Enrollment in Juneau schools this year is slightly higher than originally projected, which administrators say indicates financial stability.
The boost was not a surprise to school officials, Juneau School District Superintendent Peggy Cowan said. And while the count isn't yet official, the estimate of 5,323 students gives officials hope that they've budgeted adequately based on the state's per-pupil formula.
"The numbers reflect that basically we're in a sound financial situation (for state funding) because we're at or above our projected enrollment," she said.
Previously, an independent demographer had projected the enrollment at 5,275.
Last year the district counted 5,316 students during the first week and 5,305 later in the fall, 43 below its projection. That cost the schools $183,454 in anticipated state funds.
Cowan said the elementary numbers this year are slightly down from the original projection; the middle school is very close to its projection; and the high schools have seen slightly higher enrollment.
Juneau-Douglas High School had 1,752 enrolled on Friday, up from its original projection of 1,681. Yaakoosge Daakahidi alternative high school had 130 students enrolled as of Friday, up significantly from the original projection of 92 students.
Cowan said the statistics do not necessarily reflect the actual number of students attending class the first week of school, but rather the number of students who have registered for school. She said some students who registered in the spring may have moved to different school districts or might not have shown up for the first week of classes.
Cowan said the projections are important because they help administrators plan for the number of teachers needed at each school.
Cowan said Glacier Valley and Riverbend elementary schools originally were going to lose one position each. Because the numbers reflect only a slight change the positions were kept in order to meet the lower teacher-to-student ratio plan put in place by the School Board, she said.
JDHS Principal Bernie Sorenson said because the enrollment numbers are up at the high school she has been adjusting teachers' schedules to accommodate the students. The school brought on a new English teacher this week and the district is hiring a new science teacher.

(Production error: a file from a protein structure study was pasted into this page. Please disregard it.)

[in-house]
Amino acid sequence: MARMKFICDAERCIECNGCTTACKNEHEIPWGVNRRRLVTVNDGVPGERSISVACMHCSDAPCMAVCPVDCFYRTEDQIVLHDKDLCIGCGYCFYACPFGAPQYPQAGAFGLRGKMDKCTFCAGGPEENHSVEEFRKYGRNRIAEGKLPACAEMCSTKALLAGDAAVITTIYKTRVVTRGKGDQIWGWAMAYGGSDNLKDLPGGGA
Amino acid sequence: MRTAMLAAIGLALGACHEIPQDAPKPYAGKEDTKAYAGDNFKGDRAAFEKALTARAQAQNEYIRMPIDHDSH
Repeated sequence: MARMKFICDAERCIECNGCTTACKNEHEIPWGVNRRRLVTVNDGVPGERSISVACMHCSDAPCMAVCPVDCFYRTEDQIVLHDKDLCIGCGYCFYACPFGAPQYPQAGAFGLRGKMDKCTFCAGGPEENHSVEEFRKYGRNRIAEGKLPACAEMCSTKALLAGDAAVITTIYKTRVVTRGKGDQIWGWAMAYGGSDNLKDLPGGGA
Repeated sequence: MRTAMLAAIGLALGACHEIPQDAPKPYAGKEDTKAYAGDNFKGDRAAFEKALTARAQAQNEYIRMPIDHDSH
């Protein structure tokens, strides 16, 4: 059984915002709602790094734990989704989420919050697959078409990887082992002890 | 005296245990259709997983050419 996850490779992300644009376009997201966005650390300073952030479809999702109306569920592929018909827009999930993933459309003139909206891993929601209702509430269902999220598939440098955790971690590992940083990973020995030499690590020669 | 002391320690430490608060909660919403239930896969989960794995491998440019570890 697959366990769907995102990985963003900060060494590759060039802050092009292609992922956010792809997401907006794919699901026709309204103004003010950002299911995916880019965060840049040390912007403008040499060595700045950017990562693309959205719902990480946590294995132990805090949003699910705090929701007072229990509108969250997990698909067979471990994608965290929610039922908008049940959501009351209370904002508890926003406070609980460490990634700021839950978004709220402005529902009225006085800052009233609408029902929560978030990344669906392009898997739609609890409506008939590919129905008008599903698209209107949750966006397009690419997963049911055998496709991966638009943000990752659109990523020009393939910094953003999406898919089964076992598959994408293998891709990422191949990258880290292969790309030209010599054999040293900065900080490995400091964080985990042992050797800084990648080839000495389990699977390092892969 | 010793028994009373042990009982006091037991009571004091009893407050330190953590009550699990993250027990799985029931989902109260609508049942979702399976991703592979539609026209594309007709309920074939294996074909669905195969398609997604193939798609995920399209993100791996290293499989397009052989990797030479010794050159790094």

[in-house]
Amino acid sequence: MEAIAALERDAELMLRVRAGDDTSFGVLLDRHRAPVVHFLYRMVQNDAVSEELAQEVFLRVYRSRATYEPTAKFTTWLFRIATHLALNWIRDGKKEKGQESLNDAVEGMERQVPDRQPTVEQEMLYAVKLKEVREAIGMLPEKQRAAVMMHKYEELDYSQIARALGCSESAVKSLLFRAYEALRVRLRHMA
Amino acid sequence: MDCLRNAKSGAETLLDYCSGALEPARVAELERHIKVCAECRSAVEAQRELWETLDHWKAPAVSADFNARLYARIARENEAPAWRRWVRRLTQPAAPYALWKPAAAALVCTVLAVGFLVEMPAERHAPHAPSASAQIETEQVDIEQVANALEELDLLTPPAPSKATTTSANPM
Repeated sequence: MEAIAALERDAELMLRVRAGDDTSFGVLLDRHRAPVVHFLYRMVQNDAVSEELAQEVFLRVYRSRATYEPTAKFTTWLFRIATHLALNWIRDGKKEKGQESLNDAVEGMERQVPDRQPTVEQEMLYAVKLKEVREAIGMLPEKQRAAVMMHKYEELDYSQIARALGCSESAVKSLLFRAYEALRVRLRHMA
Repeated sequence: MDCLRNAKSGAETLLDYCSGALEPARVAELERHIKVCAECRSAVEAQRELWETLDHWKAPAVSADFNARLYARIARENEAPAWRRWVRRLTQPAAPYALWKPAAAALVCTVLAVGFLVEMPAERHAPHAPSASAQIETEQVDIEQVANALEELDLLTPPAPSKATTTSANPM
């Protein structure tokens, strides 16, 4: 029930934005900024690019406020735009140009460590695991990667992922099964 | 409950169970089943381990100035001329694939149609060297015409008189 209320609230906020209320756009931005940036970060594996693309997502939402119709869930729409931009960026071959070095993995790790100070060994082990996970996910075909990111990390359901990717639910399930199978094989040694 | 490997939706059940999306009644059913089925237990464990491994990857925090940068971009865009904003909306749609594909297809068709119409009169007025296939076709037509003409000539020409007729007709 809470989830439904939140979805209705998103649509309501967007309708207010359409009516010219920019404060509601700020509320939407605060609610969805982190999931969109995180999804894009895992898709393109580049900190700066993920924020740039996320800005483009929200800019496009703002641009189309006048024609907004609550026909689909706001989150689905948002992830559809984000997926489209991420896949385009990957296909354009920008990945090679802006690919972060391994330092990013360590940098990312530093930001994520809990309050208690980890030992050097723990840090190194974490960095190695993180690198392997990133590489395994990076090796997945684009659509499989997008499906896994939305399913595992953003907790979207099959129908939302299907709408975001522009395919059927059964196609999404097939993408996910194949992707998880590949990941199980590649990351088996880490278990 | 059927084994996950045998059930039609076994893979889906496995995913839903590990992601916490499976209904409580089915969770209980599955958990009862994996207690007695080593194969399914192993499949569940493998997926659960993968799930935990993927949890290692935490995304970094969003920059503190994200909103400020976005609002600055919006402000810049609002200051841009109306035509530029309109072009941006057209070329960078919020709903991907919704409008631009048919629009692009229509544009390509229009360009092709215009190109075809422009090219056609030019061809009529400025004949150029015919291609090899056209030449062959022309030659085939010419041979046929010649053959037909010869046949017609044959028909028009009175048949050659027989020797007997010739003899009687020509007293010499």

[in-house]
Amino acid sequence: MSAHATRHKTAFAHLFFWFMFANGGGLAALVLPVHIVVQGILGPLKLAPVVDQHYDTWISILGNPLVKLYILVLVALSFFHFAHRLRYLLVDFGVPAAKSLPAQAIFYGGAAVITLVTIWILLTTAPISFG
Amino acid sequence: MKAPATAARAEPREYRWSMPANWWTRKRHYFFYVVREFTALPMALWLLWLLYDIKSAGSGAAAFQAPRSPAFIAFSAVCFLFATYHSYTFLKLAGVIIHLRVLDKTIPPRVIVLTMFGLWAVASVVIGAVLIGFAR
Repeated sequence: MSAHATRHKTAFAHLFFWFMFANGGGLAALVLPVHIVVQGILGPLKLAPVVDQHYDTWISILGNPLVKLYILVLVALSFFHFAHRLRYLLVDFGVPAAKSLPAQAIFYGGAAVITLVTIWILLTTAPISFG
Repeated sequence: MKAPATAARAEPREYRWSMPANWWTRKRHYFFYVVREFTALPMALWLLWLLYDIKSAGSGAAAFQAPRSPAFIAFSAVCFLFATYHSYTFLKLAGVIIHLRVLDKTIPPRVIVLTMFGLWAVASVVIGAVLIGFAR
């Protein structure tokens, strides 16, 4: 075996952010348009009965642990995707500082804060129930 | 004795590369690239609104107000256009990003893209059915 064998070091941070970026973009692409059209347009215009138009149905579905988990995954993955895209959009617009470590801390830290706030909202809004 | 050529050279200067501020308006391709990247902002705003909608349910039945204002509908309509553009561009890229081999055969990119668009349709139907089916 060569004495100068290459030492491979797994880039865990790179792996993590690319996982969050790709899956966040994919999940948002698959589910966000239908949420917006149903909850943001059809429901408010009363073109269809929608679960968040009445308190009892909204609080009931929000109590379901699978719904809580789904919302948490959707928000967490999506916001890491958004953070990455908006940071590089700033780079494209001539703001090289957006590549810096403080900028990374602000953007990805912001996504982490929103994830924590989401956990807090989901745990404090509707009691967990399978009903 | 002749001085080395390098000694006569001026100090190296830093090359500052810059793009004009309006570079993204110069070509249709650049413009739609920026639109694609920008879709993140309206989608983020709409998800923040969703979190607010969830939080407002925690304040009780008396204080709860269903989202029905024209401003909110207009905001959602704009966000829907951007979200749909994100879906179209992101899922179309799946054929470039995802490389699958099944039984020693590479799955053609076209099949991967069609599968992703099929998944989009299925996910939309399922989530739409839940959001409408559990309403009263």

To further reduce class sizes, multiple JDHS teachers have taken on an extra class and are working more than full time, said Sorenson. Full-time teachers have five classes and one preparation period, she said.
Some teachers will now instruct six classes with no preparation period and will see a 20 percent pay increase, Cowan said.
"With these extra classes and teachers, we're now able to see classes of 26 to 30 (students). So that's a significant difference," Sorenson said. She said if the teachers' schedules had not been altered some classes could have had as many as 35 to 40 students attending.
"The teachers are making sacrifices and working hard to offer the extra sections that we need to add to the schedule to accommodate the extra students that are beyond what we had planned for initially," Cowan said.
Cowan said the final enrollment numbers will be determined by an adjusted daily count over a three-week period in October, which will ultimately determine the district's budget.
"We'll have our absolute count when we get word back from the Department of Ed(ucation) in November," she said.
Eric Morrison can be reached at firstname.lastname@example.org.
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